Orange Scented Bomboloni with Pastry Cream and Chocolate Orange Dipping Sauce

TOTAL TIME: 10 hr 20 min
Prep: 1 hr
Inactive Prep: 9 hr
Cook: 20 min
 
YIELD: 4 servings
LEVEL: Intermediate

ingredients

ORANGE PASTRY CREAM:
  • 1 1/2 cups whole milk
  • 1/4 cup sugar
  • 3 tablespoons cornstarch
  • Pinch fine sea salt
  • 2 large egg yolks
    BOMBOLONI:
    • 3 cups all-purpose flour, plus more for dusting
    • 1/2 cup lukewarm water, plus more if needed
    • 1 1/2 tablespoons clover honey
    • 1 1/2 envelopes active dry yeast (3 1/4 teaspoons)
    • 3 tablespoons milk
    • 1/3 cup pure cane granulated sugar
    • 1/4 teaspoon fine sea salt
    • 6 large egg yolks
    • 3 tablespoons unsalted butter, softened
    • Canola oil, for greasing
      CHOCOLATE-ORANGE DIPPING SAUCE:
      • 1 cup heavy cream
      • 8 ounces bittersweet chocolate, coarsely chopped
      • 2 tablespoons orange liqueur
      • 1/4 teaspoon pure vanilla extract
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      Directions

      For the pastry cream: Bring the milk to a simmer in a small saucepan over low heat. Whisk together the sugar, cornstarch, salt and eggs in a small bowl until pale. Slowly whisk in the hot milk, and then return the mixture to the pan and whisk constantly over medium heat until thickened, about 2 minutes. Add the liqueur and cook for 30 seconds longer. Remove from the heat, stir in the butter, vanilla and orange zest. Cover with plastic wrap and cool to room temperature. Refrigerate until cold, at least 4 hours and up to 24 hours. Just before using, fold in the whipped cream until combined. Keep cold.

      For the bomboloni: Combine 1 cup plus 2 tablespoons of the flour, the water, honey and yeast in the bowl of an electric stand mixer and mix. Cover the bowl with plastic wrap and let stand at room temperature until foamy, about 1 hour.

      Return the bowl to the mixer, fitted with a dough hook. Add the remaining flour, along with the milk, granulated sugar, salt and egg yolks. Mix at low speed until blended, and then add the butter. Knead at medium speed until silky but sticky, about 5 minutes. Keep in mind that the dough will not pull away from the sides of the bowl. Scrape the dough into an oiled bowl using an oiled spatula and cover with plastic wrap. Refrigerate overnight. The dough will not rise.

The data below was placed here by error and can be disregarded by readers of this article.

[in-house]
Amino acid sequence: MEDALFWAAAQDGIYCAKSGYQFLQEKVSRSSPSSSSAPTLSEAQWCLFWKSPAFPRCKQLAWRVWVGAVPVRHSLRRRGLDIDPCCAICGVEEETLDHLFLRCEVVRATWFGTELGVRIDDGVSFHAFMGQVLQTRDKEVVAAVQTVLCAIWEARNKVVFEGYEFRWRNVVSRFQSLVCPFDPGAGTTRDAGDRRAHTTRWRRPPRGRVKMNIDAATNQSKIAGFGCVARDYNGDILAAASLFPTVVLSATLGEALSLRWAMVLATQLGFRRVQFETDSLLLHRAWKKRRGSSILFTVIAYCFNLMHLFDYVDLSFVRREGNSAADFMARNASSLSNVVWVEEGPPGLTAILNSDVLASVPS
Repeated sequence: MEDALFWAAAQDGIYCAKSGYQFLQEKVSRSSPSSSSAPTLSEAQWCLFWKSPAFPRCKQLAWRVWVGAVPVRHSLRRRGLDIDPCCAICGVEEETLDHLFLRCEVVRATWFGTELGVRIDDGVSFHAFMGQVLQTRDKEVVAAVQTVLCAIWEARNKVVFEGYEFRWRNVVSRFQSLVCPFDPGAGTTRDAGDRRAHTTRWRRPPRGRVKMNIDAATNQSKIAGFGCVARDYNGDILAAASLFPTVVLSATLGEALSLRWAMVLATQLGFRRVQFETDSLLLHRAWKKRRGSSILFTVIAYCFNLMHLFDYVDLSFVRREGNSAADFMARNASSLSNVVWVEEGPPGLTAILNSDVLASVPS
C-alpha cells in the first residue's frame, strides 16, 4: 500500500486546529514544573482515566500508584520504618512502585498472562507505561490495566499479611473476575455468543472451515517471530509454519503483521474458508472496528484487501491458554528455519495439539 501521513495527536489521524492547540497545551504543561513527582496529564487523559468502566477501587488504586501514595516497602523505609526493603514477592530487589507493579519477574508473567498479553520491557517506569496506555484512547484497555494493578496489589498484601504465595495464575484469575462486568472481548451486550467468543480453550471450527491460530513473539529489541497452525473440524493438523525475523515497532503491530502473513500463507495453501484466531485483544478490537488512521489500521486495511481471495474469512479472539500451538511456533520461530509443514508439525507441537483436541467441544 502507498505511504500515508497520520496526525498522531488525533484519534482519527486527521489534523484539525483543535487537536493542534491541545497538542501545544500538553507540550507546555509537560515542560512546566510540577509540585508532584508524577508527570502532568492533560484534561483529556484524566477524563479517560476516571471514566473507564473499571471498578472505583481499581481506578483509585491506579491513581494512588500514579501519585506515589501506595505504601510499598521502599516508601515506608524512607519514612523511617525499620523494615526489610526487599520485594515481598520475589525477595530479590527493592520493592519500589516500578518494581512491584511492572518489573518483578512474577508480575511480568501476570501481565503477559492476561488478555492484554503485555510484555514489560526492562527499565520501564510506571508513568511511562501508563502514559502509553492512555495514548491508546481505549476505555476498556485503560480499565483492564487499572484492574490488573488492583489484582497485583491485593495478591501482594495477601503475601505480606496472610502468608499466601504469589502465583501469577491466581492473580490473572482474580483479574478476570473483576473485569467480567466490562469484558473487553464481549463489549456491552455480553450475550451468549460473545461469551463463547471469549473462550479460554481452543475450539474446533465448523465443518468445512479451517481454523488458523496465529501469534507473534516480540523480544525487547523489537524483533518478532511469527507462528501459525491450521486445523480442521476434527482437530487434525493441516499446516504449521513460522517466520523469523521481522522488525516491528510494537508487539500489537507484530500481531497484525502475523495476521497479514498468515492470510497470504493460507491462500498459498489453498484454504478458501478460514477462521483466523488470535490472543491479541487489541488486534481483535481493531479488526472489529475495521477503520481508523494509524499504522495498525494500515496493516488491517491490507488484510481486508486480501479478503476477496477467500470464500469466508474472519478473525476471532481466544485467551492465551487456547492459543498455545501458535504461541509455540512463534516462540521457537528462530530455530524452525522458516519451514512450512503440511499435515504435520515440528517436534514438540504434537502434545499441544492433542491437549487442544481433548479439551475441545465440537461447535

For the dipping sauce: Bring the heavy cream to a simmer in a small saucepan. Put the chocolate in a medium bowl. Add the hot cream and let sit for 1 minute. Gently whisk until smooth; stir in the orange liqueur and vanilla extract. Keep warm.

      For frying: Heat the canola oil in a large saucepan to 360 degrees F. Line a wire rack with paper towels. Fill a shallow bowl with 1/2 inch granulated sugar. Roll out the dough on a lightly-floured surface to a scant 1/2-inch thick. Stamp out 32 rounds using a 1/2-inch-round biscuit cutter; do not re-roll the dough. Fry the rounds, 8 at a time, until they are browned, about 4 minutes. Be sure to keep the oil between 360 degrees F and 375 degrees F. Transfer the bomboloni to paper towels to drain the excess oil, then roll them in the granulated sugar. Continue frying and rolling the remaining bomboloni.

      Fit a pastry bag with a 1/4-inch plain tip and fill with the pastry cream. Gently push the tip three-fourths of the way into the bomboloni and squeeze in the cream, pulling the tip out slightly as you squeeze to fill them as much as possible. Serve warm. Dip into the chocolate-orange sauce and dust with confectioners' sugar.

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      • on August 10, 2013

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        The bomboloni are good and the filling is delish, but the recipe has a few issues. First of all make sure you have the two days to make these as several parts have to be put on hold for hours or overnight. The recipe calls for a 1/2" biscuit cutter. A half inch is very small, like the diameter of a large marble. Since I did not have one, I made one from a 5/8" diameter tube. I tried a few at this size and it was obviously way too small. The recipe says it will make 32 of this size when in fact it made about 50 that were 1" in diameter. That would be close to 400 of the 1/2 size, 4/3 π r3 as the radius doubles you get 8 times the volume. I used a thermometer to check my oil temperature and 4 minutes would make charcoal out of the 1" balls, let alone the 1/2" ones. You need to keep the balls flipping and they are done in about 2 minutes.
        In my opinion, not worth the time to make, but a tasty treat.

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